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Old 05-29-2013, 07:09 AM   #1
lorendarith
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Default Contaminants as a necessary evil?

If you do any sort of adapter trimming (complete sequence, specific kmers, barcodes...) and completely make your data devoid of these sequences, wouldn't one also eliminate any actual biological sequence that bares resemblance to these contaminants?

Wouldn't that cause a gap in the assemblies?

Does any of this make sense? D:
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Old 05-29-2013, 07:59 AM   #2
mastal
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Default Contaminants as a necessary evil?

Yes, it makes sense.

I guess when we do adapter trimming we are assuming that the adapters have been designed so that those sequences don't map anywhere in the genome.

And there is obviously also a trade-off between removing all the contaminating adapter sequences and risking that in trimming too aggressively we will be removing some actual sequence that is not adapter.
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Old 05-29-2013, 08:17 AM   #3
lorendarith
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Originally Posted by mastal View Post
I guess when we do adapter trimming we are assuming that the adapters have been designed so that those sequences don't map anywhere in the genome.
Agreed, but I don't think there is a combination (of if there is prolly, not many possibilities?) of bases so the sequence doesn't turn up in one or the other genome.

I tried blasting the first 25bp of the Illumina Truseq adapter against nt and you get quite some hits (genomes). Now, I don't know if the hits are actual biological sequences or leftover contaminants.

One could test it against a Sanger sequenced genome...
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Old 05-29-2013, 08:18 AM   #4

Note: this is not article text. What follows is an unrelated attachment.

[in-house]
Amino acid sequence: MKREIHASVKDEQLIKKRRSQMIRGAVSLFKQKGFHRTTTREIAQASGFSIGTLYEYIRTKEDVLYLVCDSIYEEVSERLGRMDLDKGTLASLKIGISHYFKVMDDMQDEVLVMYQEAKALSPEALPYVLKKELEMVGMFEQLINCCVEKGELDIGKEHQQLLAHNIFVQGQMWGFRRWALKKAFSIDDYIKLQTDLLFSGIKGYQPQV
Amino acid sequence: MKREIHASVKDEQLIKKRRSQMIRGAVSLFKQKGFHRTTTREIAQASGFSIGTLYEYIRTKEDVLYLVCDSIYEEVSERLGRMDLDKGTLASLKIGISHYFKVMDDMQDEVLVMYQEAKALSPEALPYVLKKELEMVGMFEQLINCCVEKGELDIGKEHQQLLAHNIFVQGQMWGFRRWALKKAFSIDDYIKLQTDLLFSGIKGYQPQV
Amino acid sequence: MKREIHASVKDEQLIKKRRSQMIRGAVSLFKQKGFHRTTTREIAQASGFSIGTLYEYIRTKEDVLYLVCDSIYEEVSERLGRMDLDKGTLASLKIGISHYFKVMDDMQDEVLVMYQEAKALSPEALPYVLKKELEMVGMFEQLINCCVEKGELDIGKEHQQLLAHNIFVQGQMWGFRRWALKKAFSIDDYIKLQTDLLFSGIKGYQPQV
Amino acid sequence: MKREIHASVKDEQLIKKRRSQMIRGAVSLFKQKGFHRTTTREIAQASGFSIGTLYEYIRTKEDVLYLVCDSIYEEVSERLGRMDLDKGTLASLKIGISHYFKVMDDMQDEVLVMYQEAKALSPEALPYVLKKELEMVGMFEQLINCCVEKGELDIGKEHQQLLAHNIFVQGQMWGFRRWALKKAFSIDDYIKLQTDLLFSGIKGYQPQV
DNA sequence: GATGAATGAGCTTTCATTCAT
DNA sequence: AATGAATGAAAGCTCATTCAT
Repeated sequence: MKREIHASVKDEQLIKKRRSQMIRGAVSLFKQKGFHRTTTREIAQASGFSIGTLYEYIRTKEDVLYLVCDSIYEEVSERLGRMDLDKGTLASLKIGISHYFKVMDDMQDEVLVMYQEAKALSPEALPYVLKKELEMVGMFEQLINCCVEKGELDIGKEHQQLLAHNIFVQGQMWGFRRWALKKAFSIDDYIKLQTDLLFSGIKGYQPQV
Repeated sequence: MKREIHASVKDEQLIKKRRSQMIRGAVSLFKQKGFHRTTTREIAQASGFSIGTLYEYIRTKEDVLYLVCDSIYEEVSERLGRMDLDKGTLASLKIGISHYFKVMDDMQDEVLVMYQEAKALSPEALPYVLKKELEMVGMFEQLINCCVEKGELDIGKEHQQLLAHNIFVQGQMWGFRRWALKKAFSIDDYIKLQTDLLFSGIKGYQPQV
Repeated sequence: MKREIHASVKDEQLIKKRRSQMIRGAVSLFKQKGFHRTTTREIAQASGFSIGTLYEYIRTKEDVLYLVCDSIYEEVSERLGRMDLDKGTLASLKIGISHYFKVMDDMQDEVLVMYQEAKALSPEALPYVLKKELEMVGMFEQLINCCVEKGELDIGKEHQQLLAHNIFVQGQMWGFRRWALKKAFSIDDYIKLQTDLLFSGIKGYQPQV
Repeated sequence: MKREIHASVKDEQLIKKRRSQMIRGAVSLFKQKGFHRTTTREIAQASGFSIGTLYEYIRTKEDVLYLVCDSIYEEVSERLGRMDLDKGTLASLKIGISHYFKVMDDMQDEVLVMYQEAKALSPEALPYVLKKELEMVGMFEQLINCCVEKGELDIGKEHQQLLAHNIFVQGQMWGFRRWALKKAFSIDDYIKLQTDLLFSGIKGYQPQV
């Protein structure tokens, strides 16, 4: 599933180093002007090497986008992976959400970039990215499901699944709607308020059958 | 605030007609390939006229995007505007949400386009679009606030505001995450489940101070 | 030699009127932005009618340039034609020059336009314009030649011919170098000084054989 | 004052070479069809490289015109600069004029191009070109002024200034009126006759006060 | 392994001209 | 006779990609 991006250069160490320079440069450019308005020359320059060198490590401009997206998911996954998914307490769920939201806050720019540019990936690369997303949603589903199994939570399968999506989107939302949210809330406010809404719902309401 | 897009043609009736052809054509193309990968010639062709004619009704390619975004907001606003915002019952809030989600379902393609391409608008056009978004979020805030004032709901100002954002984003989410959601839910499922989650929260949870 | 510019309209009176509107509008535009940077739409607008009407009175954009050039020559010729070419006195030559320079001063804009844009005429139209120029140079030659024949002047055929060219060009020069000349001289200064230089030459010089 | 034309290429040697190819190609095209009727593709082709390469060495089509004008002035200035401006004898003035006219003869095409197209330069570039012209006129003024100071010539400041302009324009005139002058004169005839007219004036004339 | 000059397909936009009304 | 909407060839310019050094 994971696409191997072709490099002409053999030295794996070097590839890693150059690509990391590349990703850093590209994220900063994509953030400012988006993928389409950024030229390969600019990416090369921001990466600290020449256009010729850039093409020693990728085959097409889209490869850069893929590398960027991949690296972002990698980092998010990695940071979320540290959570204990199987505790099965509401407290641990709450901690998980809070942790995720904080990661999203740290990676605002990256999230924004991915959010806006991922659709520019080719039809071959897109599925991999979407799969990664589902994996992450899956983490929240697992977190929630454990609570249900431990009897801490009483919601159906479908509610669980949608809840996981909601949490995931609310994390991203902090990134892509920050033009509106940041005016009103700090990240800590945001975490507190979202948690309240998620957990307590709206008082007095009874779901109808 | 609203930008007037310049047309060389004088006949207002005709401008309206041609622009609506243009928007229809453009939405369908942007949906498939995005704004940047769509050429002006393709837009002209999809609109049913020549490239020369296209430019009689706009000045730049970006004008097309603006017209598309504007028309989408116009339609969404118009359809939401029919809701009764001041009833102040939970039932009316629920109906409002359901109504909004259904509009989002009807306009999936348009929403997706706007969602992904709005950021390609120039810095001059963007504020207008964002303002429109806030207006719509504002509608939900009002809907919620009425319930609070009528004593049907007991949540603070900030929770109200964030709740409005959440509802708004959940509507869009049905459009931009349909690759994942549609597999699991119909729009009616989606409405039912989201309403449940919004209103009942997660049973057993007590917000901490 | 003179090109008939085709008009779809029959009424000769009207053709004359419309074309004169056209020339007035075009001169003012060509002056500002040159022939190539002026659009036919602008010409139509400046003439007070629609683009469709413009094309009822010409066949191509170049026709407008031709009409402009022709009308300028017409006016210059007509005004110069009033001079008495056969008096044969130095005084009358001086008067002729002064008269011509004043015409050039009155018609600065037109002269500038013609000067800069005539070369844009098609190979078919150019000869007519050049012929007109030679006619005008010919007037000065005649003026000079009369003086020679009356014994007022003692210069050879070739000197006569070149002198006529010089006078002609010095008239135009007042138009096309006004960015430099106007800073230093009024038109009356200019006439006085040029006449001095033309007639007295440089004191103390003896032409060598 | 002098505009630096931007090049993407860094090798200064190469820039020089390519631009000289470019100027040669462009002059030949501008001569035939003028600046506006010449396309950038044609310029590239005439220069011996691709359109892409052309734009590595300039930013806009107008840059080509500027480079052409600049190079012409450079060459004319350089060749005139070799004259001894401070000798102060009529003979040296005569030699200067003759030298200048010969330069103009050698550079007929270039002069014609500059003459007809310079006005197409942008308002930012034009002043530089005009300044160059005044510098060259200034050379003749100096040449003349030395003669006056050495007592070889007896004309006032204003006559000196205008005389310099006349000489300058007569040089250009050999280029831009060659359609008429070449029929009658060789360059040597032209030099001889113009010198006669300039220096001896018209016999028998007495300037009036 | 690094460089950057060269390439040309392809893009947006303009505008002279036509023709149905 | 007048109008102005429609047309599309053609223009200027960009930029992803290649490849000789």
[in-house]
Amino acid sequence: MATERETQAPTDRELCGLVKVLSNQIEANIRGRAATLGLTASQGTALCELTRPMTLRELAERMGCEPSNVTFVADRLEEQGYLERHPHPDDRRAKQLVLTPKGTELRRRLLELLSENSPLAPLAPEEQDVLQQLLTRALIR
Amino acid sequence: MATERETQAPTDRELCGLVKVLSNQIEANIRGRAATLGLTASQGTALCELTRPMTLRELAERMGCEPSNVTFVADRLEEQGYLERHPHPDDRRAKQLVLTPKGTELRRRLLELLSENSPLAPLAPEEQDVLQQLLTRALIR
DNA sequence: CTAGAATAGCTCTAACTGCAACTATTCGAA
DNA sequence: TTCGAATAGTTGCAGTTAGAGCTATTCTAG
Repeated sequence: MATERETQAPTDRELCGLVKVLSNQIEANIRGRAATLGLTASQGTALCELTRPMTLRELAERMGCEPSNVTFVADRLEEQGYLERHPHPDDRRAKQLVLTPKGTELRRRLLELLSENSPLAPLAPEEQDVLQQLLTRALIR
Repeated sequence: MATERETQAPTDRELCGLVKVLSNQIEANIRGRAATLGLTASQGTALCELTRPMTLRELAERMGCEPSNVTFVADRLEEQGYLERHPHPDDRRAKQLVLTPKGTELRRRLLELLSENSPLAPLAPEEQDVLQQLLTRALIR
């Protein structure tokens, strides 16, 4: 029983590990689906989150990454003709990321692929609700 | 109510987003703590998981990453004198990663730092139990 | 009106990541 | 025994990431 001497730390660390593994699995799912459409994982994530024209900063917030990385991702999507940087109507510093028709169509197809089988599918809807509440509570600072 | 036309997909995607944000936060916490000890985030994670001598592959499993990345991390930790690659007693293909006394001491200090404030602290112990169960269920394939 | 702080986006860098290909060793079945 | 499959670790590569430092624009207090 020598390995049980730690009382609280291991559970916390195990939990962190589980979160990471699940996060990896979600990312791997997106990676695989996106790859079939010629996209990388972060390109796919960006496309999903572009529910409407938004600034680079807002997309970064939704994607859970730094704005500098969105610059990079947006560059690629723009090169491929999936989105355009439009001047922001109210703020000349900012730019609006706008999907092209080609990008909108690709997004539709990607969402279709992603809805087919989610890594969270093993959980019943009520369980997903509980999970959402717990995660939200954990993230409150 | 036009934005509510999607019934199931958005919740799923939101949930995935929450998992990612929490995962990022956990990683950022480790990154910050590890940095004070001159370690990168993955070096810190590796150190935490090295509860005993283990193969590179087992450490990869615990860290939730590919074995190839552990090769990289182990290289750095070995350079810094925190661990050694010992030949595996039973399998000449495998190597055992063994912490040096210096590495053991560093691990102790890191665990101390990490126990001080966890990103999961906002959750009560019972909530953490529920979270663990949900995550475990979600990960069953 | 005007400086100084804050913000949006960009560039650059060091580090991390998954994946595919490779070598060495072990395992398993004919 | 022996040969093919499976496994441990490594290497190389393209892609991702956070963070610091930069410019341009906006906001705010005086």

krobison
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Most of the trimming you describe is applied only to the ends of reads, so the information will not be lost if it appears in the middle of reads.

But, it is definitely true that you need to think carefully about what you are screening out entirely. You may lose something valuable!
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Old 05-29-2013, 09:30 AM   #5
rskr
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Yes and no. In theory you should be able to build a predictive model that accounts for a large percentage of your contaminants. IE if your adapter sequences matches at 18 bases and mismatches at three, then you could calculate the probability that it is an adapter vs. the alternative not an adapter, assuming an error rate of 95 percent in the sequencing.

For many analysts analysis it doesn't matter, remapping for example, there is just a bunch of junk left over. Other times it only becomes a problem when it breaks things, for example when an assembly or mapping has millions of mappings in a single place and the algorithms developers didn't build the software to handle that situation. And the most interesting of course are when you get crazy small p-values in completely irrelevant genes.

I think it is interesting to take common adapter sequences 454 for example and blast them against ncbi just to see what comes up.
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